file any amendment.
argues that Geico's declaratory judgment action should be
dismissed because it involves no matter of federal law, and
because it can be more appropriately adjudicated in the
parallel state court action, which involves the same parties,
policy, and coverage issue.
respect to cases brought under the Declaratory Judgment Act,
district courts possess “unique and substantial
discretion” in determining whether to hear the case,
“even when the suit otherwise satisfies subject matter
jurisdictional prerequisites.” Wilton v. Seven
Falls Co., 515 U.S. 277, 282, 286 (1995); Royal
Indem. Co. v. Apex Oil Co., 511 F.3d 788, 793 (8th Cir.
2008) (“[I]n a declaratory judgment action, a federal
court has broad discretion to abstain from exercising
jurisdiction . . . .”). “[T]he normal principle
that federal courts should adjudicate claims within their
jurisdiction yields to considerations of practicality and
wise judicial administration.” Wilton, 515
U.S. at 288.
determining whether to abstain from exercising jurisdiction
because of a parallel state court proceeding, the Court must
consider “the scope and nature of the pending state
court proceeding, ” and determine whether the issues
“can be better settled by the state court.”
Capitol Indemnity Corp. v. Haverfield, 218 F.3d 872,
874 (8th Cir. 2000). “If so, the district court must
dismiss the federal action because ‘it would be
uneconomical as well as vexatious for a federal court to
proceed in a declaratory judgment suit where another suit is
pending in a state court presenting the same issues, not
governed by federal law, between the same
parties.'” Id. at 874-75 (quoting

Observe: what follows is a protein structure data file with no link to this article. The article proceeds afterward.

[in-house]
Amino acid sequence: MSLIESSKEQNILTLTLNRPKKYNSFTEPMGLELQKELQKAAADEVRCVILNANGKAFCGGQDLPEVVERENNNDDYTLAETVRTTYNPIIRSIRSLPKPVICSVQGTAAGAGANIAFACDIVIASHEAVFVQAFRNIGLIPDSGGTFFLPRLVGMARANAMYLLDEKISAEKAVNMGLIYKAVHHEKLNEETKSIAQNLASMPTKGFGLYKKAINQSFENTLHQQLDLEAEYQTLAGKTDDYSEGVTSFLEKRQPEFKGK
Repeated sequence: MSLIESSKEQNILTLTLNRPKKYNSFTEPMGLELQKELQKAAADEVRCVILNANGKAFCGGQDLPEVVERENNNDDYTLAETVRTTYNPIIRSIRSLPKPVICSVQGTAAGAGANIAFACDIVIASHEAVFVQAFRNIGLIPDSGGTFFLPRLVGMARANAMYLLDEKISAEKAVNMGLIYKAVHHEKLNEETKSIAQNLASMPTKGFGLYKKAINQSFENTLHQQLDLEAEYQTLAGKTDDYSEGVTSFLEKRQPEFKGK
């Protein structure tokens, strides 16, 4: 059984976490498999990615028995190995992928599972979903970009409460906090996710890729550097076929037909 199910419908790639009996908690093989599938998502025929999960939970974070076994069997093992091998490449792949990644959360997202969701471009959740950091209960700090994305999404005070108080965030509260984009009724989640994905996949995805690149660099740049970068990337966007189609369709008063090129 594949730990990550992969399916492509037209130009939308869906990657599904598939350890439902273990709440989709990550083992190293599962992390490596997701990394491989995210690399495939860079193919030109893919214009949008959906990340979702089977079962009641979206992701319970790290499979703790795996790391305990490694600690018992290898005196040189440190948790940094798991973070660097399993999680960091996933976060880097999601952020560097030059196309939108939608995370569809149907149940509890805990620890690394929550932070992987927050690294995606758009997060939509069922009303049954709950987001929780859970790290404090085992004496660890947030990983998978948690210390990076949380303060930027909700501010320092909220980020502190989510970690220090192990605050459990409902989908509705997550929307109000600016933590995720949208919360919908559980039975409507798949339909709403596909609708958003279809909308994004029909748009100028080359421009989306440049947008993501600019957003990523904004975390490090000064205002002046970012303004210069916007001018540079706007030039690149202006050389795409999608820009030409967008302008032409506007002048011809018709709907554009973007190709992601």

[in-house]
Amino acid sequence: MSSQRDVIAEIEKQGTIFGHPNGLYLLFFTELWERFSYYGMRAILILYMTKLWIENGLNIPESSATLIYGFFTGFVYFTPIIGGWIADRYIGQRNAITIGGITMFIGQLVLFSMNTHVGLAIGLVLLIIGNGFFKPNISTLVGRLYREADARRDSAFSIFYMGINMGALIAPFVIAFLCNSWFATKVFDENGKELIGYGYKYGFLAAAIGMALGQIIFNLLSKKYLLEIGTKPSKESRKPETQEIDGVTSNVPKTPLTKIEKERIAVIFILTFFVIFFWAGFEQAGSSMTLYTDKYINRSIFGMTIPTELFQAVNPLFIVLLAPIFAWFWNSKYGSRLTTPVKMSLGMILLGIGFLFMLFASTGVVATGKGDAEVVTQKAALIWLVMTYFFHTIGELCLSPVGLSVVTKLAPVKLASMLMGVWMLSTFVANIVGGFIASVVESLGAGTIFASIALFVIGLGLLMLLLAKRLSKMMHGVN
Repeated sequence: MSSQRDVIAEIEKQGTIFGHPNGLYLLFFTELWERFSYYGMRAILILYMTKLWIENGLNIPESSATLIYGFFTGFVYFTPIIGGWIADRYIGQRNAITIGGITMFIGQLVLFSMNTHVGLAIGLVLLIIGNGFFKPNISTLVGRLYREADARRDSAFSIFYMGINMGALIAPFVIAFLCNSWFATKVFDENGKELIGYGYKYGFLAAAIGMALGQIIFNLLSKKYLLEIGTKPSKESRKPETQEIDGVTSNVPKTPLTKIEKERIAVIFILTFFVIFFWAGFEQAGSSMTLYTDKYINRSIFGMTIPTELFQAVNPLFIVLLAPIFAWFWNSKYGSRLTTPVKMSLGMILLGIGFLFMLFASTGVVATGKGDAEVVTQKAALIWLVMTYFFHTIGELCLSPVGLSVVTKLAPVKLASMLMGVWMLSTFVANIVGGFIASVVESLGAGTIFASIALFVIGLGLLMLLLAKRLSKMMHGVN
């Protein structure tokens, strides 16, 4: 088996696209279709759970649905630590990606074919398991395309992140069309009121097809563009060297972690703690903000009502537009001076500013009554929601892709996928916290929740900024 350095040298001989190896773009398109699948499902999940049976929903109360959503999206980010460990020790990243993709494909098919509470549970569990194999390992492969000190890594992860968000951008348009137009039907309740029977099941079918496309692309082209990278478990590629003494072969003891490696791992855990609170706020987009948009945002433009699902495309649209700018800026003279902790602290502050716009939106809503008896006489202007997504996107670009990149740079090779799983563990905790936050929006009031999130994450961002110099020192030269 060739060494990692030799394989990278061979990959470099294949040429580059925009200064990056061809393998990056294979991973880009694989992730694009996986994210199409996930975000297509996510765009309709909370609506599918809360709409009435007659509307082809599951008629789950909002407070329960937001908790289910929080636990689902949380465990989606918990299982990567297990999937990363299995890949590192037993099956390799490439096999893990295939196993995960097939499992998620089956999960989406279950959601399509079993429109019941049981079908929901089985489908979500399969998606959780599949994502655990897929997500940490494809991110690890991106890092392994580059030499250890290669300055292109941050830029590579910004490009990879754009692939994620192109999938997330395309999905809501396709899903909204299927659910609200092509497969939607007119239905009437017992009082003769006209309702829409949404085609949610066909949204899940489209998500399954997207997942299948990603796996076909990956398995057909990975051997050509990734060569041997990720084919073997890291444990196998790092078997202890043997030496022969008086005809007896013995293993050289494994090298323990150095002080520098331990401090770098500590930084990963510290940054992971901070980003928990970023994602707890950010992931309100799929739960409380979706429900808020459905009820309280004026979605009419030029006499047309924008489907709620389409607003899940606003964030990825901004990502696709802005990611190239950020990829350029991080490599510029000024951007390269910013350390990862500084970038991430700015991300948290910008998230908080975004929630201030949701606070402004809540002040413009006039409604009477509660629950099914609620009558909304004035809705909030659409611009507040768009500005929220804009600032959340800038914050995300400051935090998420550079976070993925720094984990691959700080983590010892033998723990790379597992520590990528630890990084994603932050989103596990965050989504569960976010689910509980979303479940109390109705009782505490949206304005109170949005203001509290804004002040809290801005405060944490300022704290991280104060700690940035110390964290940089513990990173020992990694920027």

Brillhart v. Excess Ins. Co., 316 U.S. 491, 495
threshold question in determining whether to dismiss this
suit is “whether there are parallel proceedings in
state court that present an opportunity for the same issues
to be addressed.” Atain Specialty Ins. Co. v.
Frank, No. 4:12-CV-01290-NKL, 2013 WL 12145863, at *3
(W.D. Mo. Mar. 25, 2013). “Suits are parallel if
substantially the same parties litigate substantially the
same issues in different forums.” Scottsdale Ins.
Co. v. Detco Indus., Inc., 426 F.3d 994, 997 (8th Cir.
2005). Factors relevant to whether proceedings are parallel
include “the scope of the pending state court
proceeding and the nature of defenses open there.”
Wilton, 515 U.S. at 282-83 (quotation omitted).
Evaluating these factors “entails consideration of
whether the claims of all parties in interest can
satisfactorily be adjudicated in that proceeding, whether
necessary parties have been joined, whether such parties are
amenable to process in that proceeding, etc.”
Id. at 283
the parties and issues before the Court are identical to
those that are before the state court. The state court case
involves both Geico and Walsh, and also involves the exact
same auto policy and UIM endorsement. Geico answered
Walsh's amended state court petition, and asserted
affirmative defenses that raise the exact same coverage
issues as are raised here. Furthermore, interpretation of the
insurance contract is governed by Missouri ...